Rickey Medlocke Follows Music History Path With Lynyrd Skynyrd

Rock and Roll Hall of Fame band working on new songs

Michele McManmon Arts & Entertainment


Lynyrd Skynyrd is musical royalty.

Inducted into the Rock and Roll Hall of Fame in 2005, this band has outlasted more trials and tribulations than any other band left standing. 

Rickey Medlocke has been a part of it all.

He grew up in Florida with the guys that were to become a legendary country rock band. In the early 1970’s, Medlocke joined Lynyrd Skynyrd as a second drummer. After a few years he departed and began his own southern rock group, Blackfoot, but remained close friends with Skynyrd as the years passed.

In 1977, a horrible plane crashed killed lead singer Ronnie Van Zandt and two other band members. Others were severely wounded. The band ended that day, or so everyone thought.

In 1987, remaining members of Lynyrd Skynyrd decided to carry on with Johnny Van Zant, Ronnie’s younger brother, taking over as lead vocalist. By1995, Medlocke re-joined the Lynyrd Skynyrd group in Atlanta for the movie premiere of Freebird, and was part of an All-Star jam at The Fox Theater the night before.

In March of 1996, he was back in the band.

Now after 18 consecutive years, and almost 22 being part of Lynyrd Skynyrd, Medlocke has seen it all and is “grateful and blessed” for still being part of “musical history”.

Medlocke (pictured at right) took a minute to speak with Palm Springs Life while appearing at Stagecoach Music Festival recently.

How do you respond to the racial controversy regarding the Confederate flag as part of your logo?
"I think too much importance is placed on that.  I come from a long line of Native Americans. Back not too many years ago, they took land from us and now out of the goodness of your heart, you’ve given us this? You took it out of force. My father’s side is Lakota Sioux Indians, and my mother side is Creek Indians, Cherokee Indians, Scottish and Irish. So I refuse to answer questions about the flag, because it ain’t about racism to the guys. Ronnie Van Zant loved the blues, he loved listening to blues music. My Grandaddy Shorty used to play Mississippi and Delta blues for Ronnie Van Zant, Gary Rossington and Allen Collins when they would come over and sit on our porch. So I wouldn’t know what it is to be racist because I wasn’t raised that way. We should learn to get along and stop all the bickering.”

You were brought back to be a songwriter in addition to playing guitar in the 1990’s?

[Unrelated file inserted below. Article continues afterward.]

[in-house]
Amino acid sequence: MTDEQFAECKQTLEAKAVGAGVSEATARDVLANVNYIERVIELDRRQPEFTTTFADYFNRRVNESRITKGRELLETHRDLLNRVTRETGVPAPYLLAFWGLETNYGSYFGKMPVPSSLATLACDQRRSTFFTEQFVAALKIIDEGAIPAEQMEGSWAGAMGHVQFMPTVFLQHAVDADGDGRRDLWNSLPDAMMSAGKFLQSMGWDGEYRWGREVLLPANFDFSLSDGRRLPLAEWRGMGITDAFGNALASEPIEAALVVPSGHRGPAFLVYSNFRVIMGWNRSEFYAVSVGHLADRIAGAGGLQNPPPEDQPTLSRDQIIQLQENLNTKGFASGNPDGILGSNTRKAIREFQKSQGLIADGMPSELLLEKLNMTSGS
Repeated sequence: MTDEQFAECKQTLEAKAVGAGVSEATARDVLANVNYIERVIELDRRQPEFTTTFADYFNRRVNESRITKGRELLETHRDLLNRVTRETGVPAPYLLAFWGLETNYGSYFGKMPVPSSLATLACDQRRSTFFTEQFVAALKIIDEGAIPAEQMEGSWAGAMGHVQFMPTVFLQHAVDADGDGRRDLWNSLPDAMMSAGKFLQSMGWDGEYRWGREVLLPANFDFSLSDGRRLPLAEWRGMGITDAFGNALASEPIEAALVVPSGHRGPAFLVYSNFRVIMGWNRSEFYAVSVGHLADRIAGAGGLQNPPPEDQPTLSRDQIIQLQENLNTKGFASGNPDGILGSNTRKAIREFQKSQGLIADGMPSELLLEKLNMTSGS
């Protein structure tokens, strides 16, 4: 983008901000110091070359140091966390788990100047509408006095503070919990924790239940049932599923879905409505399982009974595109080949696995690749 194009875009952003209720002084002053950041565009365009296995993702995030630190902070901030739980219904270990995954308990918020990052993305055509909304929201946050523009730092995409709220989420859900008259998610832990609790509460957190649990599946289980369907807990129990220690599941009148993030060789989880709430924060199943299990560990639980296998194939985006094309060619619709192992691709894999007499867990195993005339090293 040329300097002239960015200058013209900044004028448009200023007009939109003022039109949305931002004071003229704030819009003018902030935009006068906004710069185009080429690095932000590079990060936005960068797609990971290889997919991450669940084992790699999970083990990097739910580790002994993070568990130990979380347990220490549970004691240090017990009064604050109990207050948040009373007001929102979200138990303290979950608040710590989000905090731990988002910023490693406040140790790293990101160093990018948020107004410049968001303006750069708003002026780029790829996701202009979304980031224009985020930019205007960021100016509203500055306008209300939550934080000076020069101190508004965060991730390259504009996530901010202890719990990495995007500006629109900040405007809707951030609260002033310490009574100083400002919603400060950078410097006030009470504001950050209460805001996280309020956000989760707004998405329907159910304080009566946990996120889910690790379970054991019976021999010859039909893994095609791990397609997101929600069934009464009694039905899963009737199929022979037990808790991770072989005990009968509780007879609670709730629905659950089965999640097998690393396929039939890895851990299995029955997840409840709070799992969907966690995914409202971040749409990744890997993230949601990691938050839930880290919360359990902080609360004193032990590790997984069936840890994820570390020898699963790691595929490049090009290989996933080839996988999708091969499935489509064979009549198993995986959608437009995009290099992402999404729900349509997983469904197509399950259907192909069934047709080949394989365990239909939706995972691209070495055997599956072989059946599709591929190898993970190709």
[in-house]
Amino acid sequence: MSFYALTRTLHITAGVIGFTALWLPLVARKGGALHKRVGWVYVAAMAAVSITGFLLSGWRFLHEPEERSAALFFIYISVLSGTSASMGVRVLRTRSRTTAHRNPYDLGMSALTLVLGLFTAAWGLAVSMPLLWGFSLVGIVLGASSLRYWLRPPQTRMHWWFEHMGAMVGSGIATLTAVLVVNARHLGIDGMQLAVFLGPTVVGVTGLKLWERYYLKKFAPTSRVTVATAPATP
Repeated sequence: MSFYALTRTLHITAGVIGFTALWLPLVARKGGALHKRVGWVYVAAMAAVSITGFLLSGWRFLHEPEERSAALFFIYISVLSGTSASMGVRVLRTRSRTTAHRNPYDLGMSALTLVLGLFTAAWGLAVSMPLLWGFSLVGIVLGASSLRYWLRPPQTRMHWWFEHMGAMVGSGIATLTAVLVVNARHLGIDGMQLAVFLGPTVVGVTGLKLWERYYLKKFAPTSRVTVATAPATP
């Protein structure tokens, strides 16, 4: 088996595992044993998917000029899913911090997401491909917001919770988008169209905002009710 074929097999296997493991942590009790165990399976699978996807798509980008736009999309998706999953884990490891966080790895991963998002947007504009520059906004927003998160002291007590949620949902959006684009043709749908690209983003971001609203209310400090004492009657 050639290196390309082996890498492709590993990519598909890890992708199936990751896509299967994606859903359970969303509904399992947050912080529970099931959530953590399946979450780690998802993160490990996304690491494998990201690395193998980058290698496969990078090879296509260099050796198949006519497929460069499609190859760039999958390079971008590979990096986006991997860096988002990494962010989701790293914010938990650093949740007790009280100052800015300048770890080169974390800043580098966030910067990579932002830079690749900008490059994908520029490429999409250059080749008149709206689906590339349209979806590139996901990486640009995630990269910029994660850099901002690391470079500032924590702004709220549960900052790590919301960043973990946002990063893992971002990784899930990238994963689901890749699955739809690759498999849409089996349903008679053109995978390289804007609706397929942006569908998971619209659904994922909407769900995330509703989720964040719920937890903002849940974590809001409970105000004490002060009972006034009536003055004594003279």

Yes. I had been a songwriter in my band Blackfoot for many years. Gary (Rossington) and Johnny (Van Zant) had already been a songwriting team. Then when Hughy Thomasson (of The Outlaws) joined, he came in January, right before me, so all four of us have been writing songs. We just finished our sixth record together just about 2 ½ years ago, Last of a Dyin’ Breed. It’s gone real well and we’ve had a lot of success with it. I think when you’re a band that’s been around as long as we have, it’s a great thing to be a part of history. I’ve been a part of that, I feel very fortunate and blessed to be a part of rock music history.”

What do you think of the changing music scene?
“Even though a lot of people in radio and TV say [rock is] dead, I’m glad to be a part of something that’s like AC/DC, The Rolling Stones, Aerosmith, and all these classic [rock] groups that are still here and alive, and well. One day there won’t be no more of it. It’s something that won’t always be here.  So [people] should come out and see it while its’ still here. You have a lot of these classic rock musicians that are still alive, like Led Zeppelin, except John Bonham, but I find that to be great.”

Do you have a musical hero?
“I love Keith Richards. He’s one of my all time favorite rock musicians. I think it’s great that Mick Jagger and these guys are doing their thing. I don’t think age has anything to do with it. I just turned 64 and I feel great! I feel really blessed that I’m able to get out and really do this, you know what I mean?”

You created the song “Travelin’ Man” in 1997, which is a duet with Ronnie and Johnny Van Zandt (pictured at left). How did you come up with that idea?
“I was coming back from a meeting in New York, where we all were discussing the new album. On the plane home, I was talking to my manager at that time about people who were doing duets with their relatives that had just passed on, like Natalie and Nat King Cole. I wondered if we could take a fill piece of Ronnie singing a song, and all the sudden it hit me, because I had just seen Ronnie in the Freebird movie premiere singing “Travelin’ Man”. I called Johnny and Gary. So we got the old tapes and we re-recorded the song. It went over and [Ronnie] was on record with us. It was great.”

What are Lynyrd Skynrd’s future plans?
“We plan on putting out new material. I think any band’s history, that’s what they have done their whole life. Write new material, and don’t just rely on what you’ve done. I look forward to it. I have a studio and a mix room in my house. I get to produce up and coming bands. I like wearing that hat. I love the prospects of producing younger bands, and I think we need younger rock bands in the world. There’s a new band out there called Blackfoot II now.”

Who is your favorite band out there today?
“I’m a huge Chris Cornell fan, and I was really excited to see Soundgarden come back. I think in the modern world, he is the greatest rock singer going right now. So for me, he’s a great songwriter, I love what he’s done on his own, I love what he’s done with Audioslave. I would listen to anything of his.”